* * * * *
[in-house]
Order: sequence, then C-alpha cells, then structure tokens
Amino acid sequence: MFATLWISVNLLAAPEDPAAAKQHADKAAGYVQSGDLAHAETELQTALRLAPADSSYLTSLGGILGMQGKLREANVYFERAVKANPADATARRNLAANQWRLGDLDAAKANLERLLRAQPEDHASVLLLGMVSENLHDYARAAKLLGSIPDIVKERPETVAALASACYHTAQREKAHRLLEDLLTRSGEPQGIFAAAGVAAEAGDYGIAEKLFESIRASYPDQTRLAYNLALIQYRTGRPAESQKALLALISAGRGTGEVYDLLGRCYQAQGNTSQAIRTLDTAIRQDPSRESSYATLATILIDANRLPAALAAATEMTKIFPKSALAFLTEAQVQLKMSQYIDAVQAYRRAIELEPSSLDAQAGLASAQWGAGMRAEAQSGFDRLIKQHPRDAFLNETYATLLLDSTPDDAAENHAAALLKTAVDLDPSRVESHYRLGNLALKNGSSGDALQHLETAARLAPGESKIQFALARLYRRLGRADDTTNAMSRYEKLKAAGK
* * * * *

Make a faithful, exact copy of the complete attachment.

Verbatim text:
[in-house]
Order: sequence, then C-alpha cells, then structure tokens
Amino acid sequence: MFATLWISVNLLAAPEDPAAAKQHADKAAGYVQSGDLAHAETELQTALRLAPADSSYLTSLGGILGMQGKLREANVYFERAVKANPADATARRNLAANQWRLGDLDAAKANLERLLRAQPEDHASVLLLGMVSENLHDYARAAKLLGSIPDIVKERPETVAALASACYHTAQREKAHRLLEDLLTRSGEPQGIFAAAGVAAEAGDYGIAEKLFESIRASYPDQTRLAYNLALIQYRTGRPAESQKALLALISAGRGTGEVYDLLGRCYQAQGNTSQAIRTLDTAIRQDPSRESSYATLATILIDANRLPAALAAATEMTKIFPKSALAFLTEAQVQLKMSQYIDAVQAYRRAIELEPSSLDAQAGLASAQWGAGMRAEAQSGFDRLIKQHPRDAFLNETYATLLLDSTPDDAAENHAAALLKTAVDLDPSRVESHYRLGNLALKNGSSGDALQHLETAARLAPGESKIQFALARLYRRLGRADDTTNAMSRYEKLKAAGK